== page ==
WASHINGTON — President Barack Obama, speaking Saturday at the dedication of the National Museum of African American History and Culture, said the gleaming bronze beacon on the National Mall “tells an essential part of our American story.”
It’s a story, the nation’s first black president said, that “sometimes is overlooked.”
In reflective remarks that noted recent strife over police shootings of black men, most recently in Charlotte, North Carolina, Obama said that while the new Smithsonian museum won’t end discrimination, it offers historical context to the nation’s racial divisions and disparities, and could spark needed dialogue.
“This national museum helps to tell a richer and fuller story of who we are,” he said. “It helps us better understand the lives of, yes, the president, but also the slave; the industrialist, but also the porter; the keeper of the status quo, but also the activist seeking to overthrow that status quo.
“... And by knowing this other story, we better understand ourselves and each other. It binds us together.”
In America today, Obama said people can wear an “I Can’t Breathe” T-shirt — a reference to Eric Garner, an unarmed black man in Staten Island who died after an officer put him in an apparent chokehold — and still “grieve for police officers” killed in the line of duty.
Obama conjured the image of slaves being torn from their families on the auction block, and said a “clear-eyed view of history makes us uncomfortable. But it is precisely because of that discomfort that we can learn and grow.”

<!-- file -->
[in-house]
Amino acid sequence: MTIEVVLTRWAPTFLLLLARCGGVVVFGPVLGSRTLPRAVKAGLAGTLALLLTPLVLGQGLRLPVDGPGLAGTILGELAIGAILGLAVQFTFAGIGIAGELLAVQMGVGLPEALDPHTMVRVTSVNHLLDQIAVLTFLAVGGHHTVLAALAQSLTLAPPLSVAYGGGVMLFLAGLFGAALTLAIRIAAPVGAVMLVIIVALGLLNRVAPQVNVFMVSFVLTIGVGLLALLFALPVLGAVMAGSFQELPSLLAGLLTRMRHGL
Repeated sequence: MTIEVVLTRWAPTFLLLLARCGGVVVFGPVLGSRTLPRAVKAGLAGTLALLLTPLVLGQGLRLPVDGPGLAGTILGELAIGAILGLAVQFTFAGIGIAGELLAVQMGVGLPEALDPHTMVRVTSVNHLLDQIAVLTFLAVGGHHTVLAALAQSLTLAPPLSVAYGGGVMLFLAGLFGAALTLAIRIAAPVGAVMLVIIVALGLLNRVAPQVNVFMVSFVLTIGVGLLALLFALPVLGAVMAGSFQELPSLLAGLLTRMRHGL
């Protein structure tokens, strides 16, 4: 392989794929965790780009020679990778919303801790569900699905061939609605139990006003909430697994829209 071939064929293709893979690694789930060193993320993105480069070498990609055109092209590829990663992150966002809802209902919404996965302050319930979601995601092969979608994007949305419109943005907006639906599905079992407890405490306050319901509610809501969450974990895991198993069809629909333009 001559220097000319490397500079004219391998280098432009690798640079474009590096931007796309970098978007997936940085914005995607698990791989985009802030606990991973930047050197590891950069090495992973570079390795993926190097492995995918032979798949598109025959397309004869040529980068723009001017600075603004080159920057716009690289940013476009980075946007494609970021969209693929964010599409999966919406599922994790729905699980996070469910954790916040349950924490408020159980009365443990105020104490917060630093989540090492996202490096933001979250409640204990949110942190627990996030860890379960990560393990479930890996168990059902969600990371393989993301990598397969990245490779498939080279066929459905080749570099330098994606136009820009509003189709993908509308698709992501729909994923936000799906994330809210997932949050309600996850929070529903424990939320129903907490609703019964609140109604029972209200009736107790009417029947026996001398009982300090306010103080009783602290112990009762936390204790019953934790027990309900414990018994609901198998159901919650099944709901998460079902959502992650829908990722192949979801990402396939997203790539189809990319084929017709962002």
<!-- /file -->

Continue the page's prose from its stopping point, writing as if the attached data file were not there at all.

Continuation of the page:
Former President George W. Bush, who signed legislation in 2003 authorizing the museum, urged all Americans to visit.
“It shows our commitment to truth,” Bush said at the dedication. “A great nation does not hide its history. It faces its flaws and corrects them.”
A mix of celebrities and dignitaries, U.S. Supreme Court justices and politicians, were on hand for the outdoor ceremony, with the three-tiered, 400,000-square-foot museum looming above.
Thousands flocked to the National Mall to mark the historic occasion, with throngs of people standing on the grounds of the nearby Washington Monument.
Onlookers cheered celebrity speakers, including Oprah Winfrey, who contributed $21 million to the museum, and actors Will Smith, Angela Bassett and Robert DeNiro. Singers Patti LaBelle and Stevie Wonder were among those who performed.
The ceremony ended with the ringing of the historic Freedom Bell from First Baptist Church of Williamsburg, Virginia. The church was organized in 1776 by slaves.
Pulling the 500-pound cast-steel bell’s rope were the president and first lady Michelle Obama, and people representing four generations of the Bonner family, including 99-year-old matriarch Ruth, the daughter of a slave.
Moments later, church bells could be heard throughout the city.
Three days of festivities marking the museum opening began Friday and continue through Sunday.
After the dedication, those fortunate enough to have passes entered the museum. Among them was Anne Ashmore-Hudson, a retired psychologist from Washington, D.C.
She was struck by an exhibit — “Making a Way Out of No Way” — that detailed how blacks fought for educational opportunities in the face of discrimination and institutional barriers.
“It’s a history that hasn’t been told,” said Ashmore-Hudson, a charter museum member and contributor.
At another exhibit, a bucket that was used to wash the feet of a civil rights icon, the Rev. Martin Luther King Jr., was displayed.
“Someone kept that bucket,” marveled Ashmore-Hudson — a telling sign of just how important King was to black people.